Albuquerque Journal
Santa Clara Pueblo has been plagued with floods since the Las Conchas fire burned more than 6,000 acres in 2011.

6 Tribes That Took Advantage of Amendment for FEMA Relief in 2013

Brian Daffron

Today’s technology can track tornadoes and snowstorms, hurricanes and rainstorms. Yet, technology cannot predict how Mother Nature will impact a community or how much destruction will take place. In many cases, humanity can only mathematically measure the damage—such as an EF scale for tornadoes—and pick up the pieces, praying nothing else happens in the near future.

For reservations and tribal communities, natural disasters can be even more severe. Closely knit communities can be miles and days from any help from the Red Cross or other groups. Yet, they rely on each other to get through the physical and emotional scars.

This year, a change in the Stafford Act (Sandy Recovery Improvement Act of 2013 amendment) enabled tribes to apply directly to FEMA for emergency assistance. One of the first parts of this process begins when a tribal community is declared a federal disaster area by President Barack Obama. Before this year, tribes had to rely on the states to get the disaster declaration. Although tribes still have the option of getting FEMA help through the states, six tribes have used the Stafford Act changes in 2013 so that their people and tribal land can go through the rebuilding process and not rely on the state government that surrounds them.

RELATED: Tribes Applaud Sandy Recovery Improvement Act

Eastern Band of the Cherokee Nation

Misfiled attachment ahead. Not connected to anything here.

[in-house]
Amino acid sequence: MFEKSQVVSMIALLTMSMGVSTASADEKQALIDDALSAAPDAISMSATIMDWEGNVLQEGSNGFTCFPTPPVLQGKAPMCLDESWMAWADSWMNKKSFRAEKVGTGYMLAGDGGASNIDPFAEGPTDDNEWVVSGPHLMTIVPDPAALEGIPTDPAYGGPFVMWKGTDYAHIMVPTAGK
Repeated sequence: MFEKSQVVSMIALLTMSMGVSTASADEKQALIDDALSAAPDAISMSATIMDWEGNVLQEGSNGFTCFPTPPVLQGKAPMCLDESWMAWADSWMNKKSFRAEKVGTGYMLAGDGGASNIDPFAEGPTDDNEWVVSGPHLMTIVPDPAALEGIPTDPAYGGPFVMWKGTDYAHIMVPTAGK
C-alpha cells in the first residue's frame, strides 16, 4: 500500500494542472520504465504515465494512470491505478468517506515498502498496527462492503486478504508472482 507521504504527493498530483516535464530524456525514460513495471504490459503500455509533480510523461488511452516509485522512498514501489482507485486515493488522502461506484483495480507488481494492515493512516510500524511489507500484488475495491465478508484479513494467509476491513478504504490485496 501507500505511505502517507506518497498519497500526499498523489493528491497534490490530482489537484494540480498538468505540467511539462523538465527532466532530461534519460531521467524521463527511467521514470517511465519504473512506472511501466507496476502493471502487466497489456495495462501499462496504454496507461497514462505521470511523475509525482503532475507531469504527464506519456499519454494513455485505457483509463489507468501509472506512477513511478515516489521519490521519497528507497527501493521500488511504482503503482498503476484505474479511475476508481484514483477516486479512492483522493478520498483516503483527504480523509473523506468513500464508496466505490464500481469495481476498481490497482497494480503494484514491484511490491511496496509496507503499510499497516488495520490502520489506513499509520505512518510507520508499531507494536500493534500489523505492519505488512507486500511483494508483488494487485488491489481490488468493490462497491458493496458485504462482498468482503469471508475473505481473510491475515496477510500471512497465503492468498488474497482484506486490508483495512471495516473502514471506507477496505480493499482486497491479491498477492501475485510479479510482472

Disaster Incident: Severe storms, flooding, landslides and mudslides

Dates of Disaster: January 14-17 2013

Federal Disaster Declaration: March 1, 2013

The Eastern Band of the Cherokee Nation was the first tribe to apply directly for federal disaster assistance. With the January storms, an estimated 300 tribal members were affected, with final disaster impact totaling $5.4 million.

“It’s a really big accomplishment for the Native American community,” said Mollie Grant, the Emergency Management program manager for Eastern Cherokee Nation. “I think it’s an honor, because we’re the first to lead the other tribes.”

Grant said the tribe had many procedural plans in place to begin this process, even before the Stafford Act changes. This included a strong relationship with the state of North Carolina and with FEMA Region 4. ECN also had an emergency management plan, an SOP (standard operation procedure), an SOG (standard operation guidelines), and an established emergency management center. One thing that the ECN did not have, said Grant, was an administration plan, which was written by the time FEMA arrived.

The timeline of the application process began when the request letter was sent on February 14. Within two days of the disaster area declaration on March 1, FEMA arrived to begin assistance, setting up a “Green Hornet” mobile command center and bringing up to 60 FEMA staff members.

Grant’s advice to other tribes applying directly for FEMA assistance is to have large enough accommodations for FEMA staff members. Grant also said that FEMA engineers aren’t always aware of a tribe’s specific geographical needs and need to be advised in this aspect of the rebuilding process.

RELATED: Eastern Band of Cherokee Indians First to Receive Disaster Aid Under Amended Law

Navajo Nation

Disaster Incident: Severe Freeze

Dates of Disaster: December 15, 2012-January 21, 2013

Federal Disaster Declaration: March 5, 2013

The signing of the agreement between the Navajo Nation and FEMA was the first enactment of the Stafford Act regulation changes west of the Mississippi River. During the winter freeze, more than 3,000 homes were lost due to frozen water pipes. Lows during this freeze included 20 below zero, with highs not making it above freezing. According to an Indian Country Today Media Network article posted on March 4, 2013, damages were estimated at close to $1 billion.